Top 10 NBA Draft Prospects to Watch: South Regional
(ACC Basketball Report)
Out of all the regions, the South may be the weakest in the NCAA tournament. Virginia and Tennessee are in the top tier, but the disappointing mixture of single-digit seeds and possible Cinderella teams could make this a two-horse race. The same applies for draft prospects, as there is a shortage of those as well in the Louisville regional. Without further ado, here are the region’s Top 10 draft prospects.
10. Jordan Ford-St. Mary’s
Ford is not on many NBA draft radars and are not expected to be selected in this year’s NBA draft, meaning he is very likely to return to school for his senior season. Ford had a breakout season for St. Mary’s but needs to show more to really pop for the scouts. In next year’s issue, he may rank a bit higher than in this year’s, if he can keep trending in the right direction.
9. Ethan Happ-Wisconsin
A dominant college player, Happ has been awarded three All-Big Ten first-team selections. Throughout his four years, he holds career averages of 15.3 and 8.8 points and rebounds per game, respectively. However, his lack of athleticism and ability to score along the perimeter severely hinder his draft stock. A penniless Frank Kaminsky, he is still one to watch as his Wisconsin Badgers take on a hot Oregon squad coming off a Pac-12 tournament championship.
8. Kyle Guy-Virginia
The first of three Virginia players to make the list, Guy is heralded as perhaps the best three-point shooter in college basketball: he takes over seven three-pointers a game and makes over 46% of them! He’s not the biggest name in draft circles, but he possesses the most important skill in the modern NBA. Guy has the capability of taking over games and it will be interesting to see how his squad bounces back from an embarrassing loss last tournament.
7. Eric Paschall- Villanova
Paschall’s age and style of play doesn’t warrant a ton of excitement, but he has grown in multiple ways with each passing season. The Villanova senior possesses perimeter-shooting abilities and a dangerous pick-and-roll game. Villanova thrives when it has veteran leadership, and the playmaking Paschall can pass efficiently for his size. This tournament offers a prime opportunity for Paschall to play his way into a first round pick.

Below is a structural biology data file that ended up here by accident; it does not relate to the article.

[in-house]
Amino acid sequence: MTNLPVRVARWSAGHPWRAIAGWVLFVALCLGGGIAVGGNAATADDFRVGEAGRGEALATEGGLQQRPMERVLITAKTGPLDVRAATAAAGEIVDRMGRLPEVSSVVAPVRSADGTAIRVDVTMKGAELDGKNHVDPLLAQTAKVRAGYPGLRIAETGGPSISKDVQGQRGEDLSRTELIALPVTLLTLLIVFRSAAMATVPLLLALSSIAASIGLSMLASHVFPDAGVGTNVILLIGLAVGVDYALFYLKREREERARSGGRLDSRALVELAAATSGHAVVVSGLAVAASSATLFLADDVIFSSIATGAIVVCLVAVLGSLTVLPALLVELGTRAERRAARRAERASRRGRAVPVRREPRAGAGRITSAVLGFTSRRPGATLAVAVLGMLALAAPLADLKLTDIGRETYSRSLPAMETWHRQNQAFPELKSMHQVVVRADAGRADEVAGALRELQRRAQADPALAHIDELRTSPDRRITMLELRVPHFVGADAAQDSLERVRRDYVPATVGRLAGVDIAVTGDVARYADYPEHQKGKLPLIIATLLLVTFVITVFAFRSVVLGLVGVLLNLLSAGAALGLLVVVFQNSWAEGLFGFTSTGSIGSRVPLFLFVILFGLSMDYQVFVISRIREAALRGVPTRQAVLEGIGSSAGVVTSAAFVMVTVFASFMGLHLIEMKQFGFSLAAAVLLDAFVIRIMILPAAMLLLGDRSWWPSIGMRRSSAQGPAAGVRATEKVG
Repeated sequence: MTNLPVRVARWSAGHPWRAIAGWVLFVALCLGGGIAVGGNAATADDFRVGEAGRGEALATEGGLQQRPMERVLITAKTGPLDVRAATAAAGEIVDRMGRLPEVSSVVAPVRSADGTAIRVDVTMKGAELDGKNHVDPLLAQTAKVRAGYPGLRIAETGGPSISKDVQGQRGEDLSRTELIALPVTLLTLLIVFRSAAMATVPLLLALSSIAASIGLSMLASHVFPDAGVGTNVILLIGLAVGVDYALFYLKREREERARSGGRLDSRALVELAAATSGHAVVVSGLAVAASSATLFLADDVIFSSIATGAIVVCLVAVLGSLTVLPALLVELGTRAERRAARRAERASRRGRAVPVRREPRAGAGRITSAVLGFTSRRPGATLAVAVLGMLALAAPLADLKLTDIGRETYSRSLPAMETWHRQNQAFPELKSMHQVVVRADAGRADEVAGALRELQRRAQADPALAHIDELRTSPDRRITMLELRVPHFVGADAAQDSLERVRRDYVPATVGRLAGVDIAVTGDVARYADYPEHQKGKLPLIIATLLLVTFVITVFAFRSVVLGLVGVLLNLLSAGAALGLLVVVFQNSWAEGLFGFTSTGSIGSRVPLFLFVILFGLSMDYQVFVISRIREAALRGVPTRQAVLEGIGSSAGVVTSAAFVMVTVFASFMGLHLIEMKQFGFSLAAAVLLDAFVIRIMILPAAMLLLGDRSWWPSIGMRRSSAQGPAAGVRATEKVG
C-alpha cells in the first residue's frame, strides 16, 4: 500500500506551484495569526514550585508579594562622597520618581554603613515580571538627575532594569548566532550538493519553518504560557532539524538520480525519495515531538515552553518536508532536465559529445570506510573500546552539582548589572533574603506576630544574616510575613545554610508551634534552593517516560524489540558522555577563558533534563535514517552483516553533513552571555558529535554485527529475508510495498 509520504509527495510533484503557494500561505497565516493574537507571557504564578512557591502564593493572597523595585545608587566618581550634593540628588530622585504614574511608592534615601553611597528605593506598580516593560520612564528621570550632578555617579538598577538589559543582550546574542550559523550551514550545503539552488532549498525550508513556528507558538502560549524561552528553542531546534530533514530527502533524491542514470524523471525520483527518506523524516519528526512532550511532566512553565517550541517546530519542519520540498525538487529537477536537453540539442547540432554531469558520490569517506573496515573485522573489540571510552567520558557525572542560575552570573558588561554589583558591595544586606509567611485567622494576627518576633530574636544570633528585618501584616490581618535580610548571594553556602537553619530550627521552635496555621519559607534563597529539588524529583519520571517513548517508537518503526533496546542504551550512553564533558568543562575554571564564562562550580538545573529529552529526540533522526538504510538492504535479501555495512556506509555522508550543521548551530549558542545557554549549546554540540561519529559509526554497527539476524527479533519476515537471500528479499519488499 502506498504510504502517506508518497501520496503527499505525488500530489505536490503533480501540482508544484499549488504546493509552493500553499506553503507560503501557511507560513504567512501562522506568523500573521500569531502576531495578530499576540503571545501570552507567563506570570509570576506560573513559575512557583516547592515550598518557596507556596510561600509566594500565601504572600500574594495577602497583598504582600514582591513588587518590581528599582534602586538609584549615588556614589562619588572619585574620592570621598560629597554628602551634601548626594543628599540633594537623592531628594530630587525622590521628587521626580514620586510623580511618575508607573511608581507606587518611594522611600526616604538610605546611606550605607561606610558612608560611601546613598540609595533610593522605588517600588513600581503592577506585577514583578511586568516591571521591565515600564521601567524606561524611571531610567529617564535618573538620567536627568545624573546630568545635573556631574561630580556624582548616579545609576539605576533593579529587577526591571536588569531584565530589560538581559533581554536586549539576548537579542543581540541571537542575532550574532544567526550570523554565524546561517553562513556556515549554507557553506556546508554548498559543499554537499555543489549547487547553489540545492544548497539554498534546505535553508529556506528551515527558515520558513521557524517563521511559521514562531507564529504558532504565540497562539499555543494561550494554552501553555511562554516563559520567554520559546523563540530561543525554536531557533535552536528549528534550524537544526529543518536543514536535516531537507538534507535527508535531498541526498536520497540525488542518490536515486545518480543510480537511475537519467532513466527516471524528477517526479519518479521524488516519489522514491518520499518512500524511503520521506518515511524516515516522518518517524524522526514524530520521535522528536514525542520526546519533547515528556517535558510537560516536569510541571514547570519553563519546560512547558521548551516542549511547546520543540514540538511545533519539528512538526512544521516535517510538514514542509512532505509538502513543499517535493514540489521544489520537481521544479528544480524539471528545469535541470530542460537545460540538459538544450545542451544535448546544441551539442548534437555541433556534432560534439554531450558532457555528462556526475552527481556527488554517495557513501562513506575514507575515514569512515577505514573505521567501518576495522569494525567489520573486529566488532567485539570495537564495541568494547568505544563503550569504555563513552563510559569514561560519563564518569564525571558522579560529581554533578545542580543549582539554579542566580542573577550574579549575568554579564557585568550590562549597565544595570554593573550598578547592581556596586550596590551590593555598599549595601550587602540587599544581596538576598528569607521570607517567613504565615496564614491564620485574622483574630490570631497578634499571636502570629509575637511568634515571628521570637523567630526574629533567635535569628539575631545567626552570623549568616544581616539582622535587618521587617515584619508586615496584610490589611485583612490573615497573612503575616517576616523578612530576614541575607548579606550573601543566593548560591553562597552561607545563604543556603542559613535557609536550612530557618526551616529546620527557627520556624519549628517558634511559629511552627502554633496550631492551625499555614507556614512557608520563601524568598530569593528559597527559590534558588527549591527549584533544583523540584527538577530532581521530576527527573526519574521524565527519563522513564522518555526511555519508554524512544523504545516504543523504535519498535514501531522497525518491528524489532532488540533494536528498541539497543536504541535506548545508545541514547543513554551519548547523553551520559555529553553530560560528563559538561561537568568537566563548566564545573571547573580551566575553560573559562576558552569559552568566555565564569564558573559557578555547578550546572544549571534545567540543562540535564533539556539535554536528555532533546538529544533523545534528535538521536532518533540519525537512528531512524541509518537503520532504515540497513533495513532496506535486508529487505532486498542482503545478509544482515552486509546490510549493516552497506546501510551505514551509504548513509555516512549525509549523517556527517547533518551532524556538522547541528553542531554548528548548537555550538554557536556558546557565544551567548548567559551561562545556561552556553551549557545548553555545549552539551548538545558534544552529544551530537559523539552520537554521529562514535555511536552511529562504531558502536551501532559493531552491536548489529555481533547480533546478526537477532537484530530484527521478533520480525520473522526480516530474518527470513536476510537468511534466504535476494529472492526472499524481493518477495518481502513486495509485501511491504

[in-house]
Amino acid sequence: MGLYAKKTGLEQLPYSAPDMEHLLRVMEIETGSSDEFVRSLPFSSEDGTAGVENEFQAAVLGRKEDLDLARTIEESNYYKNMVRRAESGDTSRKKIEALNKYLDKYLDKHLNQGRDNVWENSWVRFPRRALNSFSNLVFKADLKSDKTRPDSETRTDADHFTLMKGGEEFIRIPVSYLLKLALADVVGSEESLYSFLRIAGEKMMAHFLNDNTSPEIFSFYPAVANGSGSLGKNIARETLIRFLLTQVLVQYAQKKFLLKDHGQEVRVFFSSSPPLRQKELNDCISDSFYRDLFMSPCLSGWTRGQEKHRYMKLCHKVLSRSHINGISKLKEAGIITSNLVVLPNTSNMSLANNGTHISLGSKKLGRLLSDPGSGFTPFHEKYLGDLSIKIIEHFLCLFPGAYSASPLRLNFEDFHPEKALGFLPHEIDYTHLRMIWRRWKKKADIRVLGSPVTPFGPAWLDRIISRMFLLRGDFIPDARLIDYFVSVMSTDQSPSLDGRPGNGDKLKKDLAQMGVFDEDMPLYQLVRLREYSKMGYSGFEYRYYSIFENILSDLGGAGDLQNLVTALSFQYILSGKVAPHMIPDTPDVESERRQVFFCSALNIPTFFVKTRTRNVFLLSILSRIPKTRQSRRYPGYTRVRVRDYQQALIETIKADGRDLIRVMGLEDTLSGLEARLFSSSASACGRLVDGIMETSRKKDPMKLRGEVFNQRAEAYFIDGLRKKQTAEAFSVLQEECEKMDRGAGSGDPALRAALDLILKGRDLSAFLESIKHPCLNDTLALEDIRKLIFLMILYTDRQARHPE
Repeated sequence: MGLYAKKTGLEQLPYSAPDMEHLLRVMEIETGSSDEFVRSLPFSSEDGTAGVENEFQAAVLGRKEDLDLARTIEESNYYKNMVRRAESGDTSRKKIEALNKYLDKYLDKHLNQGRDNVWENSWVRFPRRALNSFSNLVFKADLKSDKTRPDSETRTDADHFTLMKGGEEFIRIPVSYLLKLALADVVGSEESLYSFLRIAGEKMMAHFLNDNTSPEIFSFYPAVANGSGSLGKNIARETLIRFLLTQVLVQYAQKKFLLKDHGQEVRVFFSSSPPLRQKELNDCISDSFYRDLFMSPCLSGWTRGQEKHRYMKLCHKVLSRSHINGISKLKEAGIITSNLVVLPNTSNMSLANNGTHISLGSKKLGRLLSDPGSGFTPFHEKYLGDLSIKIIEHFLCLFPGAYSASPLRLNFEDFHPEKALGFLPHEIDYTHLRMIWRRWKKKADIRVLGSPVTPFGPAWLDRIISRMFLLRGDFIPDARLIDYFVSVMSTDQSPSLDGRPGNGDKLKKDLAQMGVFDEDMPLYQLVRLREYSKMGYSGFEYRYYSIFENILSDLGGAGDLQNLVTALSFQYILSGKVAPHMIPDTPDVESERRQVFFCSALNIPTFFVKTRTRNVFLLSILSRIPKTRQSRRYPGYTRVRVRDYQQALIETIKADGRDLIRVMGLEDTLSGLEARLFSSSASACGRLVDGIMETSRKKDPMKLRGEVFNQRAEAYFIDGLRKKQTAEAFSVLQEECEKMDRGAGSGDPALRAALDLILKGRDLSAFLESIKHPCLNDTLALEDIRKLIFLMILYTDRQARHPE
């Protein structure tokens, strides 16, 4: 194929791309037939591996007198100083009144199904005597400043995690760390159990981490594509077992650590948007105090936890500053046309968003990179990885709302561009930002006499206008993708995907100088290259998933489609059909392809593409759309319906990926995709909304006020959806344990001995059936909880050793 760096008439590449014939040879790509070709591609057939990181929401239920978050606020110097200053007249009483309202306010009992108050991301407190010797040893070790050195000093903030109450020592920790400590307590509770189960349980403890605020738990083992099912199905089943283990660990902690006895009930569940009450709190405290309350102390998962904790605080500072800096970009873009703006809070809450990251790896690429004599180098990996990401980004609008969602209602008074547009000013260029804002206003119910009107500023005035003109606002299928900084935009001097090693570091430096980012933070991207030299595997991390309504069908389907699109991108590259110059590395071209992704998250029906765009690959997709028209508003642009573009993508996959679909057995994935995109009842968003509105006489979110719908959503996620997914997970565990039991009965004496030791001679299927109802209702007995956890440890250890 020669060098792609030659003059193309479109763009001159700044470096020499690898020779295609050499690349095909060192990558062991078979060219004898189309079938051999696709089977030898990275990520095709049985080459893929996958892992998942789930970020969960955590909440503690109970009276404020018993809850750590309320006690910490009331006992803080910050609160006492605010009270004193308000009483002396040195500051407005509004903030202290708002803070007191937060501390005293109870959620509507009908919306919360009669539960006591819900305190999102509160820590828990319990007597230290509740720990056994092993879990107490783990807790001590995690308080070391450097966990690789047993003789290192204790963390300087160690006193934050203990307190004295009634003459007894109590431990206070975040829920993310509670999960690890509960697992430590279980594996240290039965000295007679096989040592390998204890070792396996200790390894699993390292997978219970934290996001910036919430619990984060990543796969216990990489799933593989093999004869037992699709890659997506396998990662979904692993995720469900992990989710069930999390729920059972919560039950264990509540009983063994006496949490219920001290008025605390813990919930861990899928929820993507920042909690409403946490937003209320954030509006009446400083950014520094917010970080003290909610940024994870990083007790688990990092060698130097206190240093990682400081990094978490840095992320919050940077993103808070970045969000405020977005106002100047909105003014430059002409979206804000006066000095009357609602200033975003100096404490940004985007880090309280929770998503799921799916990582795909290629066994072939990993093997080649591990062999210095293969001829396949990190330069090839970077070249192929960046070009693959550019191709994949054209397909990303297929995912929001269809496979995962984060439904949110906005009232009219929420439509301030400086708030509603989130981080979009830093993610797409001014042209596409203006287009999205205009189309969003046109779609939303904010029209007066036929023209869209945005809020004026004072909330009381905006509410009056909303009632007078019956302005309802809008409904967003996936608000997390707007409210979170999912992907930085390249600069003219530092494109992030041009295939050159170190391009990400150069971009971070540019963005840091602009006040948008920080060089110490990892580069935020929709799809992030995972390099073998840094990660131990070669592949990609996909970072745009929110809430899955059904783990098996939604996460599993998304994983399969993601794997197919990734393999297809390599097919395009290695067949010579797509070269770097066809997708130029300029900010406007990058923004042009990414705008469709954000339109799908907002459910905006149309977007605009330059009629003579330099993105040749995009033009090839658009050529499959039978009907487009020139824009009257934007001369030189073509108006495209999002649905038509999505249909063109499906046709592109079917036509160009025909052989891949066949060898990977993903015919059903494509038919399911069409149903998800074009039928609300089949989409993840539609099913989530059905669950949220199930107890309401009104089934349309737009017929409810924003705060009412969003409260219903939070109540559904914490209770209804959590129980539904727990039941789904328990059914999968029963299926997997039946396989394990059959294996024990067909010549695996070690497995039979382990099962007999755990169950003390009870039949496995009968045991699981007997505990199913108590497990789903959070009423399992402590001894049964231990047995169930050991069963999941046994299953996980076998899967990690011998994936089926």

6. Admiral Schofield- Tennessee
Either you love Schofield’s game or you don’t; I’m all in. There are concerns over his lateral quickness, defense, and offensive identity at the next level, but his leadership and shot-making abilities make him one of the deadliest players in college basketball. He comes in at #6 on the list because his positional uncertainty makes it unlikely his stock will rise significantly - even if he balls out.
5. Carsen Edwards- Purdue
Throughout the first half of the season, Edwards was making a strong case for national player of the year, but a second half filled with inefficient performances erased his name from that spot. Although he can score in volume, it is unclear whether he can run the offense at the next level -- his lack of size being a significant factor as well. Edwards will have to hold off a solid Old Dominion squad, which holds upset potential, if he wants to boost his stock.
4. Louis King- Oregon
Oregon comes into the tournament as a dangerous 12-seed after winning four games in as many days to claim the Pac-12 conference tournament. Louis King was a projected first-round pick before the season started in many mocks, but an early injury and lack of exposure saw him drop. Now he has the opportunity to reclaim the pre-existing support, while introducing himself to the national landscape.
3. Ty Jerome- Virginia
Jerome’s name has been showing up in more and more first round mock drafts; the 6-foot-5 guard is shooting the deep ball at just under 40% and has shown that perimeter scoring is not the only component in his offensive arsenal. His size and tough-nosed defense complete his case for a top-three position on the list.
2. Grant Williams- Tennessee
The back-to-back SEC Player of the Year isn’t a physical specimen at 6’7”, 236, but his feel for the game and basketball IQ make him an exciting player to watch. Williams’ strength and touch around the rim and potential to be a future three-level scorer in the NBA slot him at #2; a strong tournament showing could push him into possible late-lottery considerations.
1. De’Andre Hunter- Virginia
Hunter could have very well have been a late first-round selection last year, but he decided to return to school. Now he lands in the lottery of almost every mock draft, with the potential to be taken in the top five. The Cavalier forward is the perfect fit for the three-and-D play style of a prototypical wing in the NBA and has shown flashes of substantial offensive potential. Hunter will be the player to watch in the South region, as scouts flock to see how he performs on the nation’s biggest stage.